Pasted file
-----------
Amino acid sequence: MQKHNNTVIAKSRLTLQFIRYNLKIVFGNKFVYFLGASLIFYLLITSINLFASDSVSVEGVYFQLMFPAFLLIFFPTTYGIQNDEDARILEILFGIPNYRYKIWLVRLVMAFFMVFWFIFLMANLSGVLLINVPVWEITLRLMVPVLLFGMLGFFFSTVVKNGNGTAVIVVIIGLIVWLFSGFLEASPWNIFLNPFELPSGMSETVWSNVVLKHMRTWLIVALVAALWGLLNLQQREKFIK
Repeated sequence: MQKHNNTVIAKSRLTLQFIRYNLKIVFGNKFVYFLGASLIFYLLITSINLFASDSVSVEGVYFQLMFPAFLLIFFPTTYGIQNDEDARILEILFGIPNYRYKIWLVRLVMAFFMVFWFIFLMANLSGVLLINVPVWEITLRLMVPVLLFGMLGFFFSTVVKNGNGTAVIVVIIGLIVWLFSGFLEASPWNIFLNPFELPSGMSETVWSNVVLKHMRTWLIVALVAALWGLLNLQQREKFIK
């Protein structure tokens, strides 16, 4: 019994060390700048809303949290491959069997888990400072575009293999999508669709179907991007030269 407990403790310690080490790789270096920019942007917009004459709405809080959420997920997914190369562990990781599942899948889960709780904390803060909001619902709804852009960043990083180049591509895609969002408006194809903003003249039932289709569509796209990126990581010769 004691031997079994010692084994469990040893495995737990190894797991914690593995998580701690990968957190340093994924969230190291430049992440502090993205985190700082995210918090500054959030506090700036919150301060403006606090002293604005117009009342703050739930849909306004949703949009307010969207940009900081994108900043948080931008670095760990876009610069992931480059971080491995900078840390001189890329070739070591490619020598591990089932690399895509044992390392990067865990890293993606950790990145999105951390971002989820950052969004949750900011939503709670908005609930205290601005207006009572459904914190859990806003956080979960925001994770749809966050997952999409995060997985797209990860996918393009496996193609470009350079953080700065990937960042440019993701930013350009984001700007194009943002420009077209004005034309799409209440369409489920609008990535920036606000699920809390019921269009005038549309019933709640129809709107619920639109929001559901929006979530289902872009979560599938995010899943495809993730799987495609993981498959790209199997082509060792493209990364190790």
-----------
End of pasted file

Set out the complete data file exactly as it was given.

Amino acid sequence: MQKHNNTVIAKSRLTLQFIRYNLKIVFGNKFVYFLGASLIFYLLITSINLFASDSVSVEGVYFQLMFPAFLLIFFPTTYGIQNDEDARILEILFGIPNYRYKIWLVRLVMAFFMVFWFIFLMANLSGVLLINVPVWEITLRLMVPVLLFGMLGFFFSTVVKNGNGTAVIVVIIGLIVWLFSGFLEASPWNIFLNPFELPSGMSETVWSNVVLKHMRTWLIVALVAALWGLLNLQQREKFIK
Repeated sequence: MQKHNNTVIAKSRLTLQFIRYNLKIVFGNKFVYFLGASLIFYLLITSINLFASDSVSVEGVYFQLMFPAFLLIFFPTTYGIQNDEDARILEILFGIPNYRYKIWLVRLVMAFFMVFWFIFLMANLSGVLLINVPVWEITLRLMVPVLLFGMLGFFFSTVVKNGNGTAVIVVIIGLIVWLFSGFLEASPWNIFLNPFELPSGMSETVWSNVVLKHMRTWLIVALVAALWGLLNLQQREKFIK
């Protein structure tokens, strides 16, 4: 019994060390700048809303949290491959069997888990400072575009293999999508669709179907991007030269 407990403790310690080490790789270096920019942007917009004459709405809080959420997920997914190369562990990781599942899948889960709780904390803060909001619902709804852009960043990083180049591509895609969002408006194809903003003249039932289709569509796209990126990581010769 004691031997079994010692084994469990040893495995737990190894797991914690593995998580701690990968957190340093994924969230190291430049992440502090993205985190700082995210918090500054959030506090700036919150301060403006606090002293604005117009009342703050739930849909306004949703949009307010969207940009900081994108900043948080931008670095760990876009610069992931480059971080491995900078840390001189890329070739070591490619020598591990089932690399895509044992390392990067865990890293993606950790990145999105951390971002989820950052969004949750900011939503709670908005609930205290601005207006009572459904914190859990806003956080979960925001994770749809966050997952999409995060997985797209990860996918393009496996193609470009350079953080700065990937960042440019993701930013350009984001700007194009943002420009077209004005034309799409209440369409489920609008990535920036606000699920809390019921269009005038549309019933709640129809709107619920639109929001559901929006979530289902872009979560599938995010899943495809993730799987495609993981498959790209199997082509060792493209990364190790």